When I lost Mark, my husband of 38 years, I spent a lot of time looking out to sea. As a writer, I’d read many poems about the observing the sea and its healing effects on the soul. I live in Florida, so looking at water was an easy and peaceful activity to fill the time when grief and loss hurt the most. The experience also provided a metaphor for coping, moving on, and finding purpose in my life and work.
As a nurse, you watch individuals and families experience grief and loss every day. While these moments touch your heart and elevate stress, they do not begin to approximate the time when you personally feel grief and loss of a family member or friend. So how do you deal with personal loss while working in a profession where loss is a persistent visitor?
The answer can be found by thinking about the ebb and flow of the sea and learning the principles that rise from the rhythm of the waves. When we experience loss, we feel the waves of grief washing over us, exploding in our faces, and even nearly drowning us. We move in a reactive state, merely coping and barely keeping up with the assaults and lashes of everyday living. Acting in a proactive way seems impossible and a distant goal.
So how do we step in and take charge of our lives when experiencing grief and loss? How do I get my life moving in a trajectory that will bring balance once again?
An exercise that helps me is one where I envision the rhythm of the sea. Even when I can’t be there watching the waves, I close my eyes and imagine that I’m there. I move through the following steps to reach a place where I am there by the waves, hearing the sounds that sometimes are gentle and sometimes mighty:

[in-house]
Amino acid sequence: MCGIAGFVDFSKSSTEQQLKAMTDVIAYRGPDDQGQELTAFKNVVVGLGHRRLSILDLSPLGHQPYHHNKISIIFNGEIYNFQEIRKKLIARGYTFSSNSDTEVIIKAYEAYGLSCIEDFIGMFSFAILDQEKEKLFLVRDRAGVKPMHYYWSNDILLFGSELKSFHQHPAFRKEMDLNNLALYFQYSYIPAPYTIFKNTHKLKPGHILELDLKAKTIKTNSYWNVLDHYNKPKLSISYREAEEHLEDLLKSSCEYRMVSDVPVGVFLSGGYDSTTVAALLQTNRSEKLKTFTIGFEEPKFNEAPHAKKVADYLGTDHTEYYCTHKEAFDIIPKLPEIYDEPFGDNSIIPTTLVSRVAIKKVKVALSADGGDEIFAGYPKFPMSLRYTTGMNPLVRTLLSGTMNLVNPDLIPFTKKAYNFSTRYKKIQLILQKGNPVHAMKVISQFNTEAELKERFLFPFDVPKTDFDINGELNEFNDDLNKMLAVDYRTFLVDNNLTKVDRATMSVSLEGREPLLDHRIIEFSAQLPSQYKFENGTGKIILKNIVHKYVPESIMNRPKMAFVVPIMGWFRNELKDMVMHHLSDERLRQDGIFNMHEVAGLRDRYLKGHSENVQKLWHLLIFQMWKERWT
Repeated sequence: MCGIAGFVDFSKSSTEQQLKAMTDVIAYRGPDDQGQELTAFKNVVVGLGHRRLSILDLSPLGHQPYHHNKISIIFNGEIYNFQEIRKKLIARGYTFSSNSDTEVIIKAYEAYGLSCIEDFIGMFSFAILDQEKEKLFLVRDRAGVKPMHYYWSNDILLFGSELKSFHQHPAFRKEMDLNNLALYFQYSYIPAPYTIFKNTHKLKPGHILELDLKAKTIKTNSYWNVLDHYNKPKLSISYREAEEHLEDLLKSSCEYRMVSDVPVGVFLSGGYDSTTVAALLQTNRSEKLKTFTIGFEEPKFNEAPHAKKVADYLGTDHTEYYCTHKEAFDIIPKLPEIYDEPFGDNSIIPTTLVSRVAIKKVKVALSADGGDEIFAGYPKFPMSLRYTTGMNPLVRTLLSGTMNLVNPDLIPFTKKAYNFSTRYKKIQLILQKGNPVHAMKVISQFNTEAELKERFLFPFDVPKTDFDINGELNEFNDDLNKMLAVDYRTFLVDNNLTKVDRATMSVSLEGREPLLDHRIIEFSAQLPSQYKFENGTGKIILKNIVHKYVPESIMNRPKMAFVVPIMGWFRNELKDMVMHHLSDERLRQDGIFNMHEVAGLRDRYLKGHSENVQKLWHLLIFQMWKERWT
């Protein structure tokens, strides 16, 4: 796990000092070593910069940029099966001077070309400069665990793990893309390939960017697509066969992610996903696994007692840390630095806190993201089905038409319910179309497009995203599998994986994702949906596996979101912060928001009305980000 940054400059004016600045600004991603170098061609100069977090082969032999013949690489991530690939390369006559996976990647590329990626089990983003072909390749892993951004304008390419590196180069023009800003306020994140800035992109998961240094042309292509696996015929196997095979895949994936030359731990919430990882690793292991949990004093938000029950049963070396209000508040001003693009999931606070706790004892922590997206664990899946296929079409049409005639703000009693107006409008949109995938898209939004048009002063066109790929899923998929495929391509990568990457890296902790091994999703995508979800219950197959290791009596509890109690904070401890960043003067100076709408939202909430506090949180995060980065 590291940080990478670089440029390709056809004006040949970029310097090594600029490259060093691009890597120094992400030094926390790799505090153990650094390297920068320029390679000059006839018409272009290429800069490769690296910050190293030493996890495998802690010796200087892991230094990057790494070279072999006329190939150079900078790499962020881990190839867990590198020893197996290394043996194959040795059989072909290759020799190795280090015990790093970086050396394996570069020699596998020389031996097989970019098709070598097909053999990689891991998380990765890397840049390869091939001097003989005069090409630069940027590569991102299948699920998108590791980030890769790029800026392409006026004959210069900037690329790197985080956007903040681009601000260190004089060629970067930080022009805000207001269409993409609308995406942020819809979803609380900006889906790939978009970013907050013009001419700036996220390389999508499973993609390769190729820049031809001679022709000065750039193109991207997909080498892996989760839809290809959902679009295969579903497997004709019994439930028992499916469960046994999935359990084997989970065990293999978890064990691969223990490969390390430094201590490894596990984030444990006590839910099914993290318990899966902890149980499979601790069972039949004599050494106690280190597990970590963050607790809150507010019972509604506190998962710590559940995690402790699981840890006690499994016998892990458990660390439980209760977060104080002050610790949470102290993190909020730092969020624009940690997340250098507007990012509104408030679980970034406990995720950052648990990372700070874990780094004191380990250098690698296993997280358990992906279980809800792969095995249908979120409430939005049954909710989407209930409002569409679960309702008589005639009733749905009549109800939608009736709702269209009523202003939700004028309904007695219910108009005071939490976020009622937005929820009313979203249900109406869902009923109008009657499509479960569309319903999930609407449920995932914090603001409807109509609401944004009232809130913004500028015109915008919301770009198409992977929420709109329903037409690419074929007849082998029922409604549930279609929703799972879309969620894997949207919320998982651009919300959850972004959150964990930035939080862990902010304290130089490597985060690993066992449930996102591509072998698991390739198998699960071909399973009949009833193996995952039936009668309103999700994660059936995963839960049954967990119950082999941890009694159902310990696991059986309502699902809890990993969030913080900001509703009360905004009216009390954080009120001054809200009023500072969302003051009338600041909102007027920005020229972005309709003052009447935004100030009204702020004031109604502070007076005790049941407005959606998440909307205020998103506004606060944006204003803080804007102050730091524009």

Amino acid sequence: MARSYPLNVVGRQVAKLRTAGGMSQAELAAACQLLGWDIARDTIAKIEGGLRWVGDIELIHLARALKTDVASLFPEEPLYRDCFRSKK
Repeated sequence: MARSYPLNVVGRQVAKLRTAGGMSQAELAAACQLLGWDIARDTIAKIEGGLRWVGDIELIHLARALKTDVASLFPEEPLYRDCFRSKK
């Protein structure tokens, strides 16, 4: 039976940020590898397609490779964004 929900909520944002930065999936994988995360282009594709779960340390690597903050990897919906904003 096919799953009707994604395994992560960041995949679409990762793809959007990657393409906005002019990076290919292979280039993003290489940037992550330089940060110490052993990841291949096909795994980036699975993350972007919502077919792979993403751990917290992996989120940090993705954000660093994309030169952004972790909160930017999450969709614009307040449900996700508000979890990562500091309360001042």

- Find a quiet place.
- Recall a time when you were at the sea or saw the ebb and flow in a movie or on television.
- Focus on the waves coming in and going out.
- Envision yourself stepping back when waves are coming in.
- Envision yourself stepping forward as the waves go out. (If you are in a quiet place alone, stand up and actually go through the motions as your eyes are closed and envisioning this place by the sea.)
- Begin and establish a rhythm in and out.
- Lean back with the ‘flow’.
- Step forward with the ‘ebb’.
- Breathe in and out with the ‘flow’ and the ‘ebb’.
After this experience, think about how you are feeling. Do you feel more balanced? Centered? Do you feel invigorated and ready to return to work? Consider how you will use the metaphor of ‘ebb’ and ‘flow’ when you encounter a difficult situation at work.
Another technique I use is to observe and find people who seem to retain their balance during times of stress. It is remarkable to me how some people, during great stress, manage to keep their rhythm intact. Think about the other medical professionals you work with. Who seems to keep their proactive balance and who seems to be able to simply lean back and take the stresses of the day in stride? These are the people to seek out and spend as much time with as possible. Their example will become a part of your working style as you spend time with them.
Finally, take heart by learning from patients and their families who model the lessons of the sea. My experience is that many patients adopt the role of ‘caregiver’ for their families, particularly when their death is near. Patients comfort us and remind us to heed the natural flow of life which includes grief and loss.